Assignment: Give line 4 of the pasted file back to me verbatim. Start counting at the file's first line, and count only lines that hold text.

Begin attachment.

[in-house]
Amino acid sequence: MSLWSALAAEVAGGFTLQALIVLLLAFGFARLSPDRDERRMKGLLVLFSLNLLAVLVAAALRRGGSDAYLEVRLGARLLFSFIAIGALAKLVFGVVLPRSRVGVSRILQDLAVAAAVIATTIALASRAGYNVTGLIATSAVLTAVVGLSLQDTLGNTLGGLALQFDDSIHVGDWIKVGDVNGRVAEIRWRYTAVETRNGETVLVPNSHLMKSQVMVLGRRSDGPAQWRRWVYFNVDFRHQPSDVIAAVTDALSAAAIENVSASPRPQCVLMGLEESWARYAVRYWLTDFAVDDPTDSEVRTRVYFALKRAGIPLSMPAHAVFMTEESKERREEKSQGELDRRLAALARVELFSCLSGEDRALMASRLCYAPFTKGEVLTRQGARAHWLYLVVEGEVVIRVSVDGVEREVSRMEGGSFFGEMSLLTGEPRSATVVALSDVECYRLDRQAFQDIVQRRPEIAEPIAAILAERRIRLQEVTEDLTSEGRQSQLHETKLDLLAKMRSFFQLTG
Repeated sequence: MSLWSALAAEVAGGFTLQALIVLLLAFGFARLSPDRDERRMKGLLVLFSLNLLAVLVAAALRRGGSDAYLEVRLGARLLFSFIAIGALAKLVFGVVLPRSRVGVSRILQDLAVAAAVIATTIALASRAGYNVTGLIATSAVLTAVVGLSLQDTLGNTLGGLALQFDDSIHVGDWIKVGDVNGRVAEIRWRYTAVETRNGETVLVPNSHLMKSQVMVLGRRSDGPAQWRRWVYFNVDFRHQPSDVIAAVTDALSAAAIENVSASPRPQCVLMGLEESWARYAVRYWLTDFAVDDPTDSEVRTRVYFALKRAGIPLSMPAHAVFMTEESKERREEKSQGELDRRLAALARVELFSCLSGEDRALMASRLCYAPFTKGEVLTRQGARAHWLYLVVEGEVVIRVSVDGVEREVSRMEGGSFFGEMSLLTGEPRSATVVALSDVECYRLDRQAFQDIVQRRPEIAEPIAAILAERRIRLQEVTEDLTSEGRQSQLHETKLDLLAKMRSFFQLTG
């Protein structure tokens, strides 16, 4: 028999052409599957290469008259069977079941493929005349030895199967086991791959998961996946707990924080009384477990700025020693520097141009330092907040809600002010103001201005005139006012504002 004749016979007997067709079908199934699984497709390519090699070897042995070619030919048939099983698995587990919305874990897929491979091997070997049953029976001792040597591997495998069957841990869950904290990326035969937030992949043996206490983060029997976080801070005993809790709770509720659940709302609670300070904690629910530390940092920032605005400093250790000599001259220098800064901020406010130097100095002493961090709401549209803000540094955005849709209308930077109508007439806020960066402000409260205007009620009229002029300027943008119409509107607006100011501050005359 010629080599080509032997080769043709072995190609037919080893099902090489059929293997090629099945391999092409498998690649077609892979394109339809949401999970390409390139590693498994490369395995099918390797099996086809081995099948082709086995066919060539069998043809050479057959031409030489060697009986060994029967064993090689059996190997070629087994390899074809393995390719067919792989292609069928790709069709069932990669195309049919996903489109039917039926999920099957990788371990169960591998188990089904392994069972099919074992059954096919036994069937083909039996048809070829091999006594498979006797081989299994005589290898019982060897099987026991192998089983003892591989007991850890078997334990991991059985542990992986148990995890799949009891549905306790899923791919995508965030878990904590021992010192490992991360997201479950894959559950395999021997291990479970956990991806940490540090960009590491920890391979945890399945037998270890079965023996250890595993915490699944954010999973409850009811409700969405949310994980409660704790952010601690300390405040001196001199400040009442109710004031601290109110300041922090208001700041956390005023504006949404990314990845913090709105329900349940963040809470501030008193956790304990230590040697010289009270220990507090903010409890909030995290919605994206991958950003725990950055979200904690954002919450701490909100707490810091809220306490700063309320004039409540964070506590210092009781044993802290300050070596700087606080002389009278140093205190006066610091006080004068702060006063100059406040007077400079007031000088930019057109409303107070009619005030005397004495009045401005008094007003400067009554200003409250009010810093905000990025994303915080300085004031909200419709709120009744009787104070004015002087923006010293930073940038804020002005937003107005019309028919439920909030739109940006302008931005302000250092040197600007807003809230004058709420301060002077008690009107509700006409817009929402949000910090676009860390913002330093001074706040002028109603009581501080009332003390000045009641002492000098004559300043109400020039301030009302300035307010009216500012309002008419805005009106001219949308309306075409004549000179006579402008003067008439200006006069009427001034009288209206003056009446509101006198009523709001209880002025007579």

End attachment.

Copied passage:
């Protein structure tokens, strides 16, 4: 028999052409599957290469008259069977079941493929005349030895199967086991791959998961996946707990924080009384477990700025020693520097141009330092907040809600002010103001201005005139006012504002 004749016979007997067709079908199934699984497709390519090699070897042995070619030919048939099983698995587990919305874990897929491979091997070997049953029976001792040597591997495998069957841990869950904290990326035969937030992949043996206490983060029997976080801070005993809790709770509720659940709302609670300070904690629910530390940092920032605005400093250790000599001259220098800064901020406010130097100095002493961090709401549209803000540094955005849709209308930077109508007439806020960066402000409260205007009620009229002029300027943008119409509107607006100011501050005359 010629080599080509032997080769043709072995190609037919080893099902090489059929293997090629099945391999092409498998690649077609892979394109339809949401999970390409390139590693498994490369395995099918390797099996086809081995099948082709086995066919060539069998043809050479057959031409030489060697009986060994029967064993090689059996190997070629087994390899074809393995390719067919792989292609069928790709069709069932990669195309049919996903489109039917039926999920099957990788371990169960591998188990089904392994069972099919074992059954096919036994069937083909039996048809070829091999006594498979006797081989299994005589290898019982060897099987026991192998089983003892591989007991850890078997334990991991059985542990992986148990995890799949009891549905306790899923791919995508965030878990904590021992010192490992991360997201479950894959559950395999021997291990479970956990991806940490540090960009590491920890391979945890399945037998270890079965023996250890595993915490699944954010999973409850009811409700969405949310994980409660704790952010601690300390405040001196001199400040009442109710004031601290109110300041922090208001700041956390005023504006949404990314990845913090709105329900349940963040809470501030008193956790304990230590040697010289009270220990507090903010409890909030995290919605994206991958950003725990950055979200904690954002919450701490909100707490810091809220306490700063309320004039409540964070506590210092009781044993802290300050070596700087606080002389009278140093205190006066610091006080004068702060006063100059406040007077400079007031000088930019057109409303107070009619005030005397004495009045401005008094007003400067009554200003409250009010810093905000990025994303915080300085004031909200419709709120009744009787104070004015002087923006010293930073940038804020002005937003107005019309028919439920909030739109940006302008931005302000250092040197600007807003809230004058709420301060002077008690009107509700006409817009929402949000910090676009860390913002330093001074706040002028109603009581501080009332003390000045009641002492000098004559300043109400020039301030009302300035307010009216500012309002008419805005009106001219949308309306075409004549000179006579402008003067008439200006006069009427001034009288209206003056009446509101006198009523709001209880002025007579």